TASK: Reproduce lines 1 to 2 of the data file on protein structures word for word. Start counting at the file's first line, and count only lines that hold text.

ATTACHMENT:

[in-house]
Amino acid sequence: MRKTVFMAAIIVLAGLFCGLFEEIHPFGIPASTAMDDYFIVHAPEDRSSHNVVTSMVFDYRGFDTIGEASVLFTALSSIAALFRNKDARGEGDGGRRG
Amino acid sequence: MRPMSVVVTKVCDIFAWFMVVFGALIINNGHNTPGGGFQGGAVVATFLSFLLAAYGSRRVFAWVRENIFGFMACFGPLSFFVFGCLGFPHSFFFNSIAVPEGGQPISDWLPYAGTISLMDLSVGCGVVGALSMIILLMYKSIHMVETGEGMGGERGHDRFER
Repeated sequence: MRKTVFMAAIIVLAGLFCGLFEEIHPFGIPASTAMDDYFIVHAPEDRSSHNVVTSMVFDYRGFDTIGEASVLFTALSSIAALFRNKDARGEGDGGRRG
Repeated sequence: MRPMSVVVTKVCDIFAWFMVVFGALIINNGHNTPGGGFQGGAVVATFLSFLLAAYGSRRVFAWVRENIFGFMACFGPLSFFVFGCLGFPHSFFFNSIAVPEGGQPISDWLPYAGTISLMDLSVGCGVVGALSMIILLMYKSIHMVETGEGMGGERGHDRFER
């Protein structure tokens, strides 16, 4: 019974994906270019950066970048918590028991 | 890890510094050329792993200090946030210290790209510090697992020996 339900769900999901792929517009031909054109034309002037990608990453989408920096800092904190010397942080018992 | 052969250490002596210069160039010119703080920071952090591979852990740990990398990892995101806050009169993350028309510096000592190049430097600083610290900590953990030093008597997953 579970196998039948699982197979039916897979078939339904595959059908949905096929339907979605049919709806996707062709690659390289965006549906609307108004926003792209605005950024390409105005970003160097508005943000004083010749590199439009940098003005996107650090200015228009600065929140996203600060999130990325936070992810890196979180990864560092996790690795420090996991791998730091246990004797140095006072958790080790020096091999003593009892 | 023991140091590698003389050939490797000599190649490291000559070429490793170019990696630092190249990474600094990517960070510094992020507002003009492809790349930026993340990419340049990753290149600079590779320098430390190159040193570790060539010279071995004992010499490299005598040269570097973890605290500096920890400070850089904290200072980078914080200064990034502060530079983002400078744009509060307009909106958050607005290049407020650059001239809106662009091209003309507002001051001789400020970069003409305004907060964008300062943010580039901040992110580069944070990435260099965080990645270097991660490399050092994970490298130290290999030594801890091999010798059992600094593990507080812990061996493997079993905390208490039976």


[in-house]
Amino acid sequence: MRKTVFMAAIIVLAGLFCGLFEEIHPFGIPASTAMDDYFIVHAPEDRSSHNVVTSMVFDYRGFDTIGEASVLFTALSSIAALFRNKDARGEGDGGRRG